Middle-aged woman looking off into the distance

How to Handle Tough Feelings About Having an Empty Nest

By Julie Ryan Evans
Reviewed by Susan Ko, Ph.D.
September 16, 2022

The kids have grown up and left home, maybe to start college or to move to another town. Now what?

There’s a huge range of what parents may feel when anticipating or experiencing an empty nest, says Roni Cohen-Sandler, Ph.D., a licensed clinical psychologist who splits her time between Norwalk, Connecticut, and Los Angeles and is the author of the book Anything But My Phone, Mom!: Raising Emotionally Resilient Daughters in the Digital Age.

Some parents feel a sense of relief or excitement for this new phase in life. They may feel as if they have more time to do the things they enjoy, like traveling, socializing, or practicing a hobby.

Others aren’t so quick to embrace the transition. Instead, you may find them in one of those now empty bedrooms, cuddled up with their kid’s pillow. They might even use the term “empty nest syndrome” to describe how they’re feeling.

Trouble Dealing with an Empty Nest?

Any parent can struggle with strong emotions when this time comes. For example, they may experience feelings of empty-nest loneliness or low mood, or they may wrestle with their self-esteem as their identity and role as a parent shifts a bit.

Anna Hoffman, Ph.D., a licensed psychologist in Los Angeles, says that some will grieve deeply, worry often, and struggle to adjust to this shift in roles, relationships, and identity.

“For those empty nesters who are having trouble functioning as they usually do in areas like work, relationships, and self-care, I recommend working with a licensed therapist who can be a companion through the grief and adjustment of this stage of life,” Hoffman says.

A mental health professional can help a parent effectively manage their emotions and to handle any uneasiness or apprehension, and is especially important if there’s so much distress that it interferes with daily life.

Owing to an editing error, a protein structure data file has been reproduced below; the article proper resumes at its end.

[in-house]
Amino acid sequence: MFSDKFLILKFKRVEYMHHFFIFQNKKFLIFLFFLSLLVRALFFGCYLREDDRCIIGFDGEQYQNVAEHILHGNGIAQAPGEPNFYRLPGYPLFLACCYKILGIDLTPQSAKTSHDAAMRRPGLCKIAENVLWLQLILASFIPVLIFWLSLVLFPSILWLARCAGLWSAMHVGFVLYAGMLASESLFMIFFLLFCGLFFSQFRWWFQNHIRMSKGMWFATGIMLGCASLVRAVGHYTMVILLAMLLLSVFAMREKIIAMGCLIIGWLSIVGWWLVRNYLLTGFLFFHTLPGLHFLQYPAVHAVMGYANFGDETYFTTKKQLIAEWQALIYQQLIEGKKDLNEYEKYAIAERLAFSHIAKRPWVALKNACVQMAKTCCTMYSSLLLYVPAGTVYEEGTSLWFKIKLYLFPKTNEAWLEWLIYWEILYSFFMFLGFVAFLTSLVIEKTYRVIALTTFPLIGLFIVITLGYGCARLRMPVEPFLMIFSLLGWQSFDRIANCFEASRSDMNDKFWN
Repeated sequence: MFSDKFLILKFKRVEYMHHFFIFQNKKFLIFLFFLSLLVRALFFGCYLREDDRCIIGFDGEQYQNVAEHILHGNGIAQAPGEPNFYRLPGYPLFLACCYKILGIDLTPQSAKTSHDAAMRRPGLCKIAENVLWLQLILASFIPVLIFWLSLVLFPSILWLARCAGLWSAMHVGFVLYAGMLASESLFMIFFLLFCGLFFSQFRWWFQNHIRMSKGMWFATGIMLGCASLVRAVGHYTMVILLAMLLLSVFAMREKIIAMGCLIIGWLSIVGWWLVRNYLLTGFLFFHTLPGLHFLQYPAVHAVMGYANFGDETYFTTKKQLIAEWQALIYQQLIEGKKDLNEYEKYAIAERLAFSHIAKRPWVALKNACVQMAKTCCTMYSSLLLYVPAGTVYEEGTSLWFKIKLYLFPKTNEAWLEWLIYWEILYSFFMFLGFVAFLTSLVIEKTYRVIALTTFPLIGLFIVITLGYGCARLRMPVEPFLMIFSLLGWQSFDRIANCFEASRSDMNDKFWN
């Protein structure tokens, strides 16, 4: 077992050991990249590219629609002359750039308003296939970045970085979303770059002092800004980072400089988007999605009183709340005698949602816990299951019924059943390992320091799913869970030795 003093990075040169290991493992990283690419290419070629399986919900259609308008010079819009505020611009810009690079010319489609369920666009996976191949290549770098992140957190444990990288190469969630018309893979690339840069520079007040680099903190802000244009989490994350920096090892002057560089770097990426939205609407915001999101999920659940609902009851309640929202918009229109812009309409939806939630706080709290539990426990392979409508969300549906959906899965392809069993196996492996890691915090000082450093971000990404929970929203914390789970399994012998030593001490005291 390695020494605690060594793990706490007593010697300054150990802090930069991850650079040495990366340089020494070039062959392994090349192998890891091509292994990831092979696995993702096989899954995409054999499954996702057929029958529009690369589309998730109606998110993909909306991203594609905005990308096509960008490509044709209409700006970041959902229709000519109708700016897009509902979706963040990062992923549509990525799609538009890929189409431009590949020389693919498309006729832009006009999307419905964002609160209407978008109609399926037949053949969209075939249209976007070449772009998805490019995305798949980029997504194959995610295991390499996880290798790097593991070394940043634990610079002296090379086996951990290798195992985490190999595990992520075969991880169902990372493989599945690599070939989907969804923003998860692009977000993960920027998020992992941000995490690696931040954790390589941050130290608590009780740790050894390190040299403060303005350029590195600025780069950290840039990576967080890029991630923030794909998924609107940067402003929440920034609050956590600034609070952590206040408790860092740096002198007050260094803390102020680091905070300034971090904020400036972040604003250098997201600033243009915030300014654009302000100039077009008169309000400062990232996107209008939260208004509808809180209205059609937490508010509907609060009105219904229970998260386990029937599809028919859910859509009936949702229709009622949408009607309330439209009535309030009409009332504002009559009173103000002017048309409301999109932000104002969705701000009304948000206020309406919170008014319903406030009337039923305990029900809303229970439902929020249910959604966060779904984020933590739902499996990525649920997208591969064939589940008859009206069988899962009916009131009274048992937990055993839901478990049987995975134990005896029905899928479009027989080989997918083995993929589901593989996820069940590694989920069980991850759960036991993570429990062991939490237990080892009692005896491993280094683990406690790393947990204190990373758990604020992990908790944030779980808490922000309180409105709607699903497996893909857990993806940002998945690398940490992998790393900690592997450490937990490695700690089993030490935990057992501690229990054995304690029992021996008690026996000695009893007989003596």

“Although this transition can be challenging and evoke uncomfortable feelings, tackling and working through them can be extremely liberating and point to new, gratifying avenues,” Cohen-Sandler says.

5 Common Empty-Nest Feelings

There’s no one way to feel as a child decides to leave home, and you might find you have mixed emotions. But there are some common feelings empty nesters face. Here are five of them, along with strategies experts say may help you cope.

1. Missing a Sense of Purpose

Some parents begin to question their purpose in life when there are no children at home to cook, clean, and care for. Their children may have been their priority, and their days were filled with homework help, soccer games, playdates, carpooling, and birthday parties. Now, they’re left wondering how to fill their time and how to find meaning in their lives.

What to do about it: Hoffman says it's important to sustain other important relationships with family members and friends and to participate in activities that bring personal gratification. For example, you may choose to:

  • Do activities that allow you to connect with people, animals, or nature
  • Become involved in your community
  • Find pleasurable ways to move your body
  • Seek out new experiences
  • Learn or enhance a skill
  • Find ways to appreciate art and beauty

“These pursuits may help you reconnect with or discover new parts of yourself that were muted when your children were younger,” Hoffman says.

2. Guilt or Self-Doubt

Some parents berate themselves for feeling the way they do. They may compare themselves to others who seem to be handling their empty nest “better” and wonder why they simply can’t get past the sadness and yearning for a full nest.

What to do about it: Cohen-Sandler says practicing self-compassion and self-care—taking good care of your body, mind, and spirit— is the best way to stop comparing yourself to others. Activities such as exercise, yoga, Pilates, and meditation may help.

3. Fear of Loss

Hoffman says another common concern empty nesters have is wondering how they'll connect with their child when they’re not living at home. They worry that their children will move on with their own lives and that they won’t have as close a relationship as they once did.